Join the Center for Community Engagement’s AmeriCorps’ MLK Day of Service book club on A More Beautiful and Terrible History: The Uses and Misuses of Civil Rights History this winter term. 
 

Book Cover image: A More Beautiful and Terrible History by Jeanne Theoharis

This winter term, CCE AmeriCorps VISTAs Jilly dos Santos and Tenzin Dorjee invite you to join a 4-week-long, fully-funded book club on A More Beautiful and Terrible History: The Uses and Misuses of Civil Rights History as part of the Center for Community Engagement’s participation in AmeriCorps’ MLK Day of Service. We chose this book because it focuses on the dangerous distortions of the Reverend Dr. Martin Luther King Jr.’s and other civil rights leaders’ legacies and it provides a framework for understanding the complex history of racial justice in America. Our goal is to hold thoughtful discussions so that participants can more critically engage in anti-racist community engagement. We want participants to ask themselves, what really was MLK’s philosophy on civic engagement? How do my efforts (to be anti-racist, to promote fair housing, to fight against wage inequality, etc) support that philosophy or contradict it? What can I do with this information? 

We will meet over Zoom to discuss these questions and more each Thursday 5pm-6:30pm EST starting Thursday, January 21st! Participants will receive each week’s topic and discussion questions in advance of each meeting.This winter term workshop is possible thanks to support from the Office of Institutional Diversity, Equity and Inclusion, the Anderson Freeman Resource Center and the Charles P. Scott Center for Spiritual and Religious Life.

Registration is full! E-mail to be added to the wait list

Book Club Questions

Week 1 - Preface and Introduction: A Misleading Redemption Fable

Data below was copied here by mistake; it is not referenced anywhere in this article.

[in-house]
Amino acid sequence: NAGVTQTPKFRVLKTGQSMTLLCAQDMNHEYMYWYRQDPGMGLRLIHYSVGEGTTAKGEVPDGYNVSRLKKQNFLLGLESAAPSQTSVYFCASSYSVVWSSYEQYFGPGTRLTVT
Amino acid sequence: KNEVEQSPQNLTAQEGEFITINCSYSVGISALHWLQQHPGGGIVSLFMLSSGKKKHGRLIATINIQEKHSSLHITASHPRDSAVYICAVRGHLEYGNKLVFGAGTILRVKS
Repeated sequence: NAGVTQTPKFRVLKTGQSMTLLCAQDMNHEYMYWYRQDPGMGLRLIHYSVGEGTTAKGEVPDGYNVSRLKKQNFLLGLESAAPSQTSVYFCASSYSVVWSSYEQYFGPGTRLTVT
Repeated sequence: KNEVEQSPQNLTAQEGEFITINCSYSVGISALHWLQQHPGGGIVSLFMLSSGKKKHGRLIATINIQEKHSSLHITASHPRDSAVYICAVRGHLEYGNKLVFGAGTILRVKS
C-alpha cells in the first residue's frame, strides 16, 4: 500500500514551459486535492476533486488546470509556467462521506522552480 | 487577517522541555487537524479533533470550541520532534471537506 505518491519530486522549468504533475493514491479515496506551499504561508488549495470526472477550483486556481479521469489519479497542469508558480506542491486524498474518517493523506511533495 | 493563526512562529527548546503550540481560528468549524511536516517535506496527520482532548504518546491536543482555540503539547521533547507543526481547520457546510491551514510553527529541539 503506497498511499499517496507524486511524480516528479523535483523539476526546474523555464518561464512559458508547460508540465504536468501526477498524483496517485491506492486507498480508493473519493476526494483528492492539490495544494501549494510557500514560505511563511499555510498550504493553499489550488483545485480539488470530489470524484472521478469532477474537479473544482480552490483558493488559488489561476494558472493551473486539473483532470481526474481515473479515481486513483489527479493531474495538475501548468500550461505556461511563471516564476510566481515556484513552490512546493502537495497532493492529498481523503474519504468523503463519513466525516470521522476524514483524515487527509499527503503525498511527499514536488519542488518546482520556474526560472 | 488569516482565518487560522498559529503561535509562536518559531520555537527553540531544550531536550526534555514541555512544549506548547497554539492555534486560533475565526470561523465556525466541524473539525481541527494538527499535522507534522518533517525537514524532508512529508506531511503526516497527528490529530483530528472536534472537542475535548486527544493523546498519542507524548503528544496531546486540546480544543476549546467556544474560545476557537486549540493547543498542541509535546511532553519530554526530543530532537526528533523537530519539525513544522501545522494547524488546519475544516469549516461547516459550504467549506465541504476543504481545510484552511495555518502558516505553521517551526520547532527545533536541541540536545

• What “fables” about the civil rights movement were you taught growing up?
  • Do these commemorations and tributes bring justice? Does it help or harm the purpose?
  • How do these celebrations/commemoration makes ordinary citizens feel good about the country and themselves?
    • Why does virtually every institution/person feel the need to celebrate/commemorate MLK Day?
  • In what ways does the United States flatter itself with this national fable?
  • How do we continue to prescribe racism through this national fable?
  • Why does the author differentiate between the usage of “the civil rights era” versus “the Black freedom struggle”? 
  • What purpose does the “split-screen” serve politicians/white society?
  • In what ways does focusing the civil rights movement of the mid-20th century on a handful of “heroes and heroines” harm the Black freedom struggle today? 
  • How does the deflection of blame (with education, motivation, values) onto black families harm them even more?

Freedom Riders - Documentary Discussion Feb. 10th, 7pm via Zoom

Be sure to join us, also, for our Zoom discussion on the documentary Freedom Riders - February 10, 2021 from 7-8:30pm EST. Get the details here!

Frequently Asked Questions

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Your instructors for this workshop are CCE AmeriCorps volunteers and Midd alums:

Jilly dos Santos - jdossantos@middlebury.edu

Tenzin Dorjee - tndorjee@middlebury.edu

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Format: Synchronous, recurring weekly on Thursdays from January 19-February 19, 2021 5-6pm EST

Duration: 1 hour

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No, this workshop is fully funded and books will be provided. 

Center for Community Engagement
Middlebury College
Middlebury, VT 05753

communityengagement@middlebury.edu
(802) 443-3580